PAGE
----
Sometimes – I’m not quite sure how I got here.
After years, ten years really, of recording music in walk in closets and basements, I found myself in a 19th century drawing room outside of Paris, at a beautiful studio, with a week to make a record – my record. With two people I respected and admired, there from generosity and a desire to make it with me. We drank wine – we walked by the Seine – Afie Jurvanen and I played whatever we wanted and Robbie Lackritz recorded it on a beautiful board – there was a piano by the window. We got excited, we argued, we laughed.
The result was an album I love – still – after all this time. It’s called Loyalty – it comes out today.
When you sing into a great microphone, headphones on, your voice billows out of you. You feel – enormous. Your own voice so loud that you start to believe, if only for the moment, that maybe you will be heard, in the things that you are choosing to say. I sang all the time as a kid. I grew up in the country and it was easy to be alone – to walk through the forest singing at the top of my lungs – whatever melody came to mind. It was my way of working through things.
When you’re a young women, people look at you – shout to you on the street, implore you to smile – but they don’t necessarily listen to you. Or listening is selective – subtly discounting all that doesn’t fit the fantasy. I’ve been an obedient person in my life – a nice person – a quiet person – and I’ve also consistently stayed silent when there were things to say, in service generally of someone else’s needs or desires.
I wanted to make music because I wanted to talk to people, and because music was the way people talked to me – in headphones, walking around the city. I don’t know why I was always so shy – but as a young person, I so rarely saw evidence that my experience of reality had any relation to anyone else’s. It was in music that I heard this – this evidence. When I started recording music in 2005 – through trial and error, hitting the desk to make a percussive sound, fumbling with instruments I didn’t know how to play – I was heavily influenced by the sound collage of The Books. I think I loved it so much because they took ordinary sounds – a bouncing ball, a passing car, a child’s voice in a distant park – and recontextualized them as meaningful, worth listening to over and over again, part of a larger whole. I attempted to do the same thing, talking at first through sound, through shadings of timbre and tone that felt deeply meaningful and expressive to me, and then as I grew in confidence, through words themselves.
People often ask young artists ‘what is your story’ – and what they are looking for is a one liner – something so shocking, so exciting or compelling that it will sell newspapers (or blogs, as the case may be). Strange things have happened to me – sad things – wonderful things – but in writing I have always been drawn to the mundane – to the bouncing ball – to the thought or observation or image that would otherwise go unnoticed. There is meaning in this – I always want to say – meaning in everything – and that in and of itself is a hedge against disappointment and obscurity.
I started playing music as a way to talk to people – and because I loved it too, with a passion that still makes me dizzy sometimes – and what is so strange to me is that I have succeeded, at times, in small ways. When my last record came out – people listened to it. And I don’t mean they put it on in their houses or on their turntables – I mean they listened, they heard the songs, and they found meaning – and wrote to tell me so, or wrote about it in insightful, thoughtful ways. It was perhaps the first time I’ve felt, in such a wide way – understood. It’s a rarity – a luxury.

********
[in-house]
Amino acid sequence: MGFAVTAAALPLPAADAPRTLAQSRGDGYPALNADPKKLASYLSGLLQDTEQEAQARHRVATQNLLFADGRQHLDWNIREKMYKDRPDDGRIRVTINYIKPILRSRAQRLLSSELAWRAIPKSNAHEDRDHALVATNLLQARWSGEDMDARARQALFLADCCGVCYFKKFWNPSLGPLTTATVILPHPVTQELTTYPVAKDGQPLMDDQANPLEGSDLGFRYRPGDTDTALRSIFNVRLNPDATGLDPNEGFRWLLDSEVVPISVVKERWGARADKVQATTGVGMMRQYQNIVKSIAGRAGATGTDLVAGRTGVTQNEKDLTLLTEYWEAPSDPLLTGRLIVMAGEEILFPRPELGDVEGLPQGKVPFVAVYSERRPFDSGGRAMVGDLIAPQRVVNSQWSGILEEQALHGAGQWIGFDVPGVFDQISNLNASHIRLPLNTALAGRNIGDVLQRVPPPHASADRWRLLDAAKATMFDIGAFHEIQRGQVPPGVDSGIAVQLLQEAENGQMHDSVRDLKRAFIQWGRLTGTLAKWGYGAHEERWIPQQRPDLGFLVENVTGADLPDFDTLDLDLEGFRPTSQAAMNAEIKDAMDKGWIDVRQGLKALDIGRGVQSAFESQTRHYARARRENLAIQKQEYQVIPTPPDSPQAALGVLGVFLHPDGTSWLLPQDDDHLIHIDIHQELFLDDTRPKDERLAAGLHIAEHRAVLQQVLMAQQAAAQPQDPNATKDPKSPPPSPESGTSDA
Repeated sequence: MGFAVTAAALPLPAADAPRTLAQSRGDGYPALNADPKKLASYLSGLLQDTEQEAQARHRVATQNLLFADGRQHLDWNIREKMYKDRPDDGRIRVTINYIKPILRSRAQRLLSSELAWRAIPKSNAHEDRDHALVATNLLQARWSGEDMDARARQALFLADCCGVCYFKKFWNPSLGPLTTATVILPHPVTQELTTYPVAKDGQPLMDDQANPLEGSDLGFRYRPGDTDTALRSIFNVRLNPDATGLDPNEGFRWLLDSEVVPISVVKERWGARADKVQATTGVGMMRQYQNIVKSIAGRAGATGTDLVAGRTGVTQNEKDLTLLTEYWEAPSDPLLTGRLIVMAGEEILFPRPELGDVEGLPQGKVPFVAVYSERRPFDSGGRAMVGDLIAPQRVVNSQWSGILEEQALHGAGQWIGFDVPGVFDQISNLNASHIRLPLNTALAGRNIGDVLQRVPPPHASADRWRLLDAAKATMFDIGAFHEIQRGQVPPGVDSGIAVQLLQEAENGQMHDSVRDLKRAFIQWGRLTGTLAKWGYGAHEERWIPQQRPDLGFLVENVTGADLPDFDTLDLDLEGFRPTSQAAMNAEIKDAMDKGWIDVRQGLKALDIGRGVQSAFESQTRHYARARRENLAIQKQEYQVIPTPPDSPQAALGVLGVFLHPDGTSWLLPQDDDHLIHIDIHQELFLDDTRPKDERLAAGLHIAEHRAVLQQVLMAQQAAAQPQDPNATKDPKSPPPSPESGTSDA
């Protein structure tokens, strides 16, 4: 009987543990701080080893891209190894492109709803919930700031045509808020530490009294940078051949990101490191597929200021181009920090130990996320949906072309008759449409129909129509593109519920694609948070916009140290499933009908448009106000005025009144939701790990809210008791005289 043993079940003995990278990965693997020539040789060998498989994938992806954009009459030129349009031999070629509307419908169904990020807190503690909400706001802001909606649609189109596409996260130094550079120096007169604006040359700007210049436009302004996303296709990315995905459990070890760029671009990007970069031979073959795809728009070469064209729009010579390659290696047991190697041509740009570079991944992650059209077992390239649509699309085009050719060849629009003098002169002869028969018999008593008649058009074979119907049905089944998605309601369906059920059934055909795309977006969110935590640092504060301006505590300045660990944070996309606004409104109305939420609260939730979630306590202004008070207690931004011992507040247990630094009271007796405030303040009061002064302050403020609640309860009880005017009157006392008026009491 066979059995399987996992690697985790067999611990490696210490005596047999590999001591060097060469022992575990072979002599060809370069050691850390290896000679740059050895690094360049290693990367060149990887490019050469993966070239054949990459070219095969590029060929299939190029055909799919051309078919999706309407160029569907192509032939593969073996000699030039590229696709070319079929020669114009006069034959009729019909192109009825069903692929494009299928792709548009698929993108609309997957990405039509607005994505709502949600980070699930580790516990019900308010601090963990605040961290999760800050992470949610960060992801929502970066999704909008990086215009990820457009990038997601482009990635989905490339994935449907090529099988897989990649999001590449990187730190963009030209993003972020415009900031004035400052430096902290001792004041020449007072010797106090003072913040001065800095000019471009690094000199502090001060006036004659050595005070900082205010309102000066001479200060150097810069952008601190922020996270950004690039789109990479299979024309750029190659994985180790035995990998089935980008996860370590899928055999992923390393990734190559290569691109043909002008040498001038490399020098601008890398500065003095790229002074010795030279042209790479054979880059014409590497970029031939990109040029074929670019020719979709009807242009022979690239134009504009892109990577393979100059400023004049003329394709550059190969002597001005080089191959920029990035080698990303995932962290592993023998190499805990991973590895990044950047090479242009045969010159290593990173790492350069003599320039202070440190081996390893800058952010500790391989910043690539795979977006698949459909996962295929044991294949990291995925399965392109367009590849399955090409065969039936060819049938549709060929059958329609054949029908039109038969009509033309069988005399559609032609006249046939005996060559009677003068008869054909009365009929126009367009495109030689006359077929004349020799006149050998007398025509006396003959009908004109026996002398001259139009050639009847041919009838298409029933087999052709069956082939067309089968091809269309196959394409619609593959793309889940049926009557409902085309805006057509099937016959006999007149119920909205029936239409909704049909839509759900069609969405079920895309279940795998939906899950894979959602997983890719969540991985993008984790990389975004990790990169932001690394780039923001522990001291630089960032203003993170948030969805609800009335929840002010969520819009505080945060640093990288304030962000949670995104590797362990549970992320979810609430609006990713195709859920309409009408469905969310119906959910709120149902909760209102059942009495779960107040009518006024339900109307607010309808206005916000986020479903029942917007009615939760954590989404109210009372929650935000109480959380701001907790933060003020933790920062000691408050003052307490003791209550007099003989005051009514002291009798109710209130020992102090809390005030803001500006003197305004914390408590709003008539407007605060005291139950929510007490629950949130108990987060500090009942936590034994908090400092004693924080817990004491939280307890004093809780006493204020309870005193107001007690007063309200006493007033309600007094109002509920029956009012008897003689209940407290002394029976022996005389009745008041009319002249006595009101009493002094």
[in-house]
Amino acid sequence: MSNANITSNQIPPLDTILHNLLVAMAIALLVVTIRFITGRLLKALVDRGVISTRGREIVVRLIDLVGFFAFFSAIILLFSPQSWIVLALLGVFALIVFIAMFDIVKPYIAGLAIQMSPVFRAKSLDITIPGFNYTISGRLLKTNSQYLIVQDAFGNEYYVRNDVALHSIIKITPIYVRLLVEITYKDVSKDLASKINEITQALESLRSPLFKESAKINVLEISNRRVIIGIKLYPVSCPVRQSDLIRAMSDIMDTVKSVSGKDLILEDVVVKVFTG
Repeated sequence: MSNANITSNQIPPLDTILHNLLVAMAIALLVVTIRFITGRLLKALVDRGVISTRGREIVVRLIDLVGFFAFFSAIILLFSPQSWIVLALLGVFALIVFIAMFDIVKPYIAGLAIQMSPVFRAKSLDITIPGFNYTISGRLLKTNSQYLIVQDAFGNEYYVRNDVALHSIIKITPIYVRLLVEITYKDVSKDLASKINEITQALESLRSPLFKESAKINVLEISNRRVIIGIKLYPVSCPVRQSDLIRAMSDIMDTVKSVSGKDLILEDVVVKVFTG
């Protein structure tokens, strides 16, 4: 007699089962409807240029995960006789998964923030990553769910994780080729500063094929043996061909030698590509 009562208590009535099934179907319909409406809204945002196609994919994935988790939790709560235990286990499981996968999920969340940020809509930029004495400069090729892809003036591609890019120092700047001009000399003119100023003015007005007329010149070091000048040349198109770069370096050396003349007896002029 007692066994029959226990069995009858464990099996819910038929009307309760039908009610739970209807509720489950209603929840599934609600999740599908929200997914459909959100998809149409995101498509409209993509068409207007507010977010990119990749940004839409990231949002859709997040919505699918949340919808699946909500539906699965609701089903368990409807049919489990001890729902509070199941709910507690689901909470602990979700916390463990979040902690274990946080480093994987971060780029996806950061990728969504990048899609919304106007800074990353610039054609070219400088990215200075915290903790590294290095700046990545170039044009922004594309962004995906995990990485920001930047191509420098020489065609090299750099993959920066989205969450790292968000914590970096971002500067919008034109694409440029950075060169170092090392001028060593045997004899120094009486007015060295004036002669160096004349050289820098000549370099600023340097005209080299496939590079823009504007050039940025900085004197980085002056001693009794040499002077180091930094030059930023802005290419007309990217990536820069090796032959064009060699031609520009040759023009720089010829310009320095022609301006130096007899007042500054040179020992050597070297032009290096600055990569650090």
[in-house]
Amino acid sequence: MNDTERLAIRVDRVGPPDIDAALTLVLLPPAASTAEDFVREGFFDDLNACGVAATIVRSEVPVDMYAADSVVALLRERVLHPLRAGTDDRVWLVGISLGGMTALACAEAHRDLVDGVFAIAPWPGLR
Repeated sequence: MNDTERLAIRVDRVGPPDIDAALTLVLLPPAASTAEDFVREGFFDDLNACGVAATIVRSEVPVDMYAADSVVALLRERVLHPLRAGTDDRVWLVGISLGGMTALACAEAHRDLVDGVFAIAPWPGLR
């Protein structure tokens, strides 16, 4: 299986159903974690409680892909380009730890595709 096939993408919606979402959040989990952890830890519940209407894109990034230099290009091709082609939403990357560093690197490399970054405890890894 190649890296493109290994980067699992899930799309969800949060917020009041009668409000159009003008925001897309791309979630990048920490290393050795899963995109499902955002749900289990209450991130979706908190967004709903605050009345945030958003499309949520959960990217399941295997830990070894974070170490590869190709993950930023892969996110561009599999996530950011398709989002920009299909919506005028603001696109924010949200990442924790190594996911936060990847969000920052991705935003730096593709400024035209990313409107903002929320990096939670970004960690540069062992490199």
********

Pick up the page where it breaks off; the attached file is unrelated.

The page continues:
I started playing music in 2005 – in the wake of someone I loved passing away, suddenly, inexplicably. It was an experience that shook me from complacency – I had to make music – I had to do something – because I had nowhere else to put my feelings. I was 19. Music was for me the great romance that superseded that lost one.
Before that, I worked in acting – a job I fell into as a shy teenager. I wanted to not go to school – my parents thought it would be a good way for me to learn social skills. It’s a line of work that, barring great success, is perhaps the acme of personal disappearance – intense obedience. I was good at it – I had a knack – and I worked hard and I learned my lines – but I never mistook it for something that had anything to do with me. You show up – you surrender your likeness and you disappear into the part. That’s what they pay you to do. I got good at that – disappearing.
When you make an album, you (or I, at least) often experience a sort of hangover of vulnerability. You wonder if you revealed too much. With this one – I had that – but through it was a kind of pride that wasn’t there before. This album touches on things I regret, moments where I wish I had done things differently – said something I didn’t say. I generally write songs when there’s something I can’t get to the bottom of. There’s this song – this one song called ‘Shy Women’ – it’s about a little moment – a friend and I meet, and she doesn’t feel that she can reveal her own darkness to me – so we talk about nothing. It stuck with me. In the end I wrote that it would be a ‘luxury to be not so ashamed’. I meant that – I didn’t realise I did till the record was done and I was home. But I meant that. It is a luxury, though. To allow yourself to not disappear. To allow someone else that as well.
I’m proud of this record – it talks about anxiety – idealism – travel – It’s an album too about friendship, strongly so – and work – and the struggles we share, my friends and I.
Also, I hope, it is beautiful. I meant it to be. I hoped it would be. Beauty is something that not everyone goes for these days. But, well – I hope it is beautiful, if nothing else.